The owners have enjoyed many long dinners at the custom table fabricated by Bausman Collection in the open dining area.
A kilim rug defines the dining area, where a simple iron chandelier illuminates a reproduction table and chairs alongside an antique buffet. Kilim rugs also grace the adjacent family room and the office, where red leather chairs offer a spot to read by a stone fireplace flanked by built-in cabinets with exposed iron hardware.
A coverlet made of Cowtan & Tout fabric dresses the solid wooden bed in the master suite.
The designer selected a more traditional rug for the master bedroom, a gentle space with a mix of wooden and plaster walls. In the corner, a plush side chair has been paired with an iron side table base in the shape of branches; a small deer adorns the bedside table lamp. Not to mention the framed yellow wildflowers, old prints by Mary Walcott. “I just love the softness that they bring,” Shull says. “Those organic forms keep things from looking too formal.”
A kilim rug complements the handcrafted cabinetry in the master bathroom.
It’s hard to be anything but chill in the home—and that’s exactly what the owners wanted: a respite from their hectic lives back East, where activities include competitive bridge, golf, enjoying grandchildren, and yoga and Pilates classes. In Montana, the wife often just hikes up the trail they had blazed, which leads high up into the Spanish Peaks to a spot that overlooks the meadow below. “This is my piece of heaven on earth,” she says. “It’s the place where I’m the happiest.”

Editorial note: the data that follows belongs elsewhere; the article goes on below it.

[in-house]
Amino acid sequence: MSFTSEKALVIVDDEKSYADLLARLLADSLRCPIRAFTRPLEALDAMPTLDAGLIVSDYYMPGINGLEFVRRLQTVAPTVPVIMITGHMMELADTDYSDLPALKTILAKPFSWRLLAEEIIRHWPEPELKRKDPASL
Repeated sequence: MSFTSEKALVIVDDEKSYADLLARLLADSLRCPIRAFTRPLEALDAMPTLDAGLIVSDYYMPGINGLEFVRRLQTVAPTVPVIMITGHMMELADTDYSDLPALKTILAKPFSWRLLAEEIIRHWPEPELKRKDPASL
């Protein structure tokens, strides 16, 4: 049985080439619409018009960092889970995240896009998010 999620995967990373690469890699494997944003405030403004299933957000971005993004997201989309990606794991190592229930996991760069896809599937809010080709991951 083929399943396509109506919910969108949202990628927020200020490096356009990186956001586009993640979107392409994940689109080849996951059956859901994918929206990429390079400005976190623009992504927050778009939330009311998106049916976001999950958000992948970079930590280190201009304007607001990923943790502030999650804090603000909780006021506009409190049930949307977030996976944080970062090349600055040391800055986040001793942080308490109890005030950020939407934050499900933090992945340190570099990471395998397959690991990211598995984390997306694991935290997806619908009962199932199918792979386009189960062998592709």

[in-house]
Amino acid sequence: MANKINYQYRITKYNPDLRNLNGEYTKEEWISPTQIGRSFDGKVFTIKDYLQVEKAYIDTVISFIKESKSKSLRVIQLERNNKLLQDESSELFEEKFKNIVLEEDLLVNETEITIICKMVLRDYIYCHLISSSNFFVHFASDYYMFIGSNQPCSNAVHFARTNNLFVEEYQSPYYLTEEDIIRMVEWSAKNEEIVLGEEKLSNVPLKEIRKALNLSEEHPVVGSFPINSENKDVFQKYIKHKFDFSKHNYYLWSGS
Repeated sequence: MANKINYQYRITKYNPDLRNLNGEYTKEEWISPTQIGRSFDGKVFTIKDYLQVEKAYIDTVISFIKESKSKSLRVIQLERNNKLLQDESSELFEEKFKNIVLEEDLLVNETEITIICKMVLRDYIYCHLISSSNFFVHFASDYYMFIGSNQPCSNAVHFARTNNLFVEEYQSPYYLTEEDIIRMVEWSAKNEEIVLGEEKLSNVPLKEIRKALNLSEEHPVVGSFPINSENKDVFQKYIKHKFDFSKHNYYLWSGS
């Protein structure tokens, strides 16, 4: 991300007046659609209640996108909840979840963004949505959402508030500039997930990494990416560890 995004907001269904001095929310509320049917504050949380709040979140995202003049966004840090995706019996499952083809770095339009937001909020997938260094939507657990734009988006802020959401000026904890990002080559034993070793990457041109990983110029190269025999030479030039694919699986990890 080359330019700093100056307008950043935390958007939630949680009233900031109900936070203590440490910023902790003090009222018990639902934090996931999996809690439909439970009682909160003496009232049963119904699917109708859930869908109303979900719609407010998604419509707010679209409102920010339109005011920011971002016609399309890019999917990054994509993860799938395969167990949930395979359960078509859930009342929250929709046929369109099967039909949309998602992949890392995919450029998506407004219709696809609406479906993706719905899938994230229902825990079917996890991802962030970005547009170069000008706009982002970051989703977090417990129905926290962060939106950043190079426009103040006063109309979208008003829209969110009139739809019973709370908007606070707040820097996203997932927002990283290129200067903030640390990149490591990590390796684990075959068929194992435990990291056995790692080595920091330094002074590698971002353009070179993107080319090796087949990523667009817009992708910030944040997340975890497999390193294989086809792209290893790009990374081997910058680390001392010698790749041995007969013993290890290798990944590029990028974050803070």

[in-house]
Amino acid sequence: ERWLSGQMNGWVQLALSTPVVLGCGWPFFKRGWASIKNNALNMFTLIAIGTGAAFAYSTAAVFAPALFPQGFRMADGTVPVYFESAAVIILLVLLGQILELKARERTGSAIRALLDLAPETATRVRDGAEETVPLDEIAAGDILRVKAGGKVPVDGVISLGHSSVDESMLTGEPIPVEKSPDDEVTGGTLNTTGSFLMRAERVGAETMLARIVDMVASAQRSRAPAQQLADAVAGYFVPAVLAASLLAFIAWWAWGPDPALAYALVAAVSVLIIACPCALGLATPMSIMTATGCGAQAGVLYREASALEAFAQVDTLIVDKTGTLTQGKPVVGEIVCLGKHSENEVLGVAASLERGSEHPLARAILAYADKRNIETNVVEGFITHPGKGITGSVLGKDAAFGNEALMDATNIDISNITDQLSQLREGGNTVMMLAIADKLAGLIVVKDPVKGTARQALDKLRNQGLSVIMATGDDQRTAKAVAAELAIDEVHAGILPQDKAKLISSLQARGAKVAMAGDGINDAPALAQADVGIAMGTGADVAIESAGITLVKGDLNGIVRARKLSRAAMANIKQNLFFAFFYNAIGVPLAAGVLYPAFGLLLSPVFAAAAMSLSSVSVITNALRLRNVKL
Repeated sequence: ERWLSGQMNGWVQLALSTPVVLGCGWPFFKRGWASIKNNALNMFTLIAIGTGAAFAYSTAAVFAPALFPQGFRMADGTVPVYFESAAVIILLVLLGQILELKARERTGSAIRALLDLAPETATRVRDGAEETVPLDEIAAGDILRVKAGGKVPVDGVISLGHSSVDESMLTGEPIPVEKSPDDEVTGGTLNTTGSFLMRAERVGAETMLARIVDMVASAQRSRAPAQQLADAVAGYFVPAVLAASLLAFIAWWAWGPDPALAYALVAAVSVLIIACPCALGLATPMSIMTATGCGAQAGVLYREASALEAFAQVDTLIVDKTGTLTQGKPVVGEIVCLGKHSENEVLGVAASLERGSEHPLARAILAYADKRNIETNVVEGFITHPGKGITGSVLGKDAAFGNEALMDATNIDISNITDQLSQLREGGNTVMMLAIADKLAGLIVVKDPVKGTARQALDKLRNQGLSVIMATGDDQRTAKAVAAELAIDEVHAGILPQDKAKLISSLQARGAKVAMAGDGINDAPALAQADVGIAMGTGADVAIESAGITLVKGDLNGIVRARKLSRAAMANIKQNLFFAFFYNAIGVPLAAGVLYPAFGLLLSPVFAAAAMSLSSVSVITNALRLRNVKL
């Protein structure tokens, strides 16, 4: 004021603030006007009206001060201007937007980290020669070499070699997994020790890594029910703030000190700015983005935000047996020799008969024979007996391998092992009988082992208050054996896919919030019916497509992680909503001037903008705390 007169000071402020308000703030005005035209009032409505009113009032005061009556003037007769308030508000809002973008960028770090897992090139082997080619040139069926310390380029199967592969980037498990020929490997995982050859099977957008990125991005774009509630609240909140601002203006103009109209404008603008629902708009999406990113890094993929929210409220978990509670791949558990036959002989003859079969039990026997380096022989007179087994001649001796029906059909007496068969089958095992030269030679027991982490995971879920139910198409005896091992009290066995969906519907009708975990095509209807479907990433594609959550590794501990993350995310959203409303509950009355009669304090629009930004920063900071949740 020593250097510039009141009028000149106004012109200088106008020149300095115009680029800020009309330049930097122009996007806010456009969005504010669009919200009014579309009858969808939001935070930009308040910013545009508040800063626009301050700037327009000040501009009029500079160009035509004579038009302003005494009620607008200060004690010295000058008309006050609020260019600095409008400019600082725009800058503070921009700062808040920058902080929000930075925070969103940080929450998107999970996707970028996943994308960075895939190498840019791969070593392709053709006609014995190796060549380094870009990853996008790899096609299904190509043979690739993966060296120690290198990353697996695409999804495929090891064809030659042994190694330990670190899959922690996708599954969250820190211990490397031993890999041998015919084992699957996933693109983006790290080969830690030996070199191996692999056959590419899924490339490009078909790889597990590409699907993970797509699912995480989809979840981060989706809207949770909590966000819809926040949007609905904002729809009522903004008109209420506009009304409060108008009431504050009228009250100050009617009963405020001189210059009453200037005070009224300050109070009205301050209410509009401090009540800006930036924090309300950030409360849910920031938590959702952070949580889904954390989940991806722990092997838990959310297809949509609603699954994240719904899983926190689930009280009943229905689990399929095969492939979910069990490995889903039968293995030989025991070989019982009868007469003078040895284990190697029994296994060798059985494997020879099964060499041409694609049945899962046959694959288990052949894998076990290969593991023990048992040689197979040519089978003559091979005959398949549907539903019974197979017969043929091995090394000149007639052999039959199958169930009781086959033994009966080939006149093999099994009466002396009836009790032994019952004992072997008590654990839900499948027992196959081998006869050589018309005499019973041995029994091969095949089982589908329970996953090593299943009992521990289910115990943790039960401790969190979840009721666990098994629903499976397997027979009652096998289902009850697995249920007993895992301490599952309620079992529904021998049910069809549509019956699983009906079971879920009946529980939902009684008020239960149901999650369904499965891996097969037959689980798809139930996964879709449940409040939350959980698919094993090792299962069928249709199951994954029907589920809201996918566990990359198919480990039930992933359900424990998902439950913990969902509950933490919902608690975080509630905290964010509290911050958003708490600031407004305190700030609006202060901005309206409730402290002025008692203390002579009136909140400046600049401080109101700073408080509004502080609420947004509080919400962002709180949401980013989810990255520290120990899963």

While it’s located on a private parcel of forested land with spectacular vistas, the home is located not far from town.
CREATING A TIMELESS ENVIRONMENT TO LAST FOR GENERATIONS
At first glance, it’s difficult to discern the age of the log cabin that architect Candace Tillotson-Miller and interior designer Debra Shull designed for a couple seeking a family retreat, and that was the idea. “Many of our projects will be passed down through the generations, and that’s how this was conceived,” Tillotson-Miller says. They share tips for creating a timeless space: GIVE PIECES A REFRESH If the furnishings become dated, update them, to make the space feel fresh again. REFERENCE OTHER ENDURING DESIGNS The architecture at national parks like nearby Yellowstone, for example, inspired the mix of materials and cedar bark-on columns used throughout the project. Traditional park-architecture designs have stood the test of time. MIX AND MATCH Vintage kilim rugs add color and pattern to nearly every space, and the rooms are furnished with a mix of newer pieces alongside more streamlined antiques. “Antiques bring a strong sense of age and permanence,” Shull says. ROPE IN NATURAL MATERIALS The outdoors will never go out of style, and with its reclaimed square hewn walls and exposed beams, this house feels almost like it grew out of the site.
As seen in the January/February 2020 issue
KITCHEN STOOLS by Rocky Mountain Furniture from Haven Interior Design CHAIRS by Hickory Furniture Designs from Haven Interior Design DINING ROOM CHAIRS by Bausman Collection from Haven Interior Design TABLE by Rocky Mountain Furniture from Haven Interior Design LIVING ROOM COFFEE TABLE by Bausman Collection from Haven Interior Design SOFA FABRIC by KFI Mohair from Haven Interior Design GAME ROOM SOFA by RL Home from Haven Interior Design MASTER BEDROOM COVERLET FABRIC by Cowtan & Tout, Kendal Vine from Haven Interior Design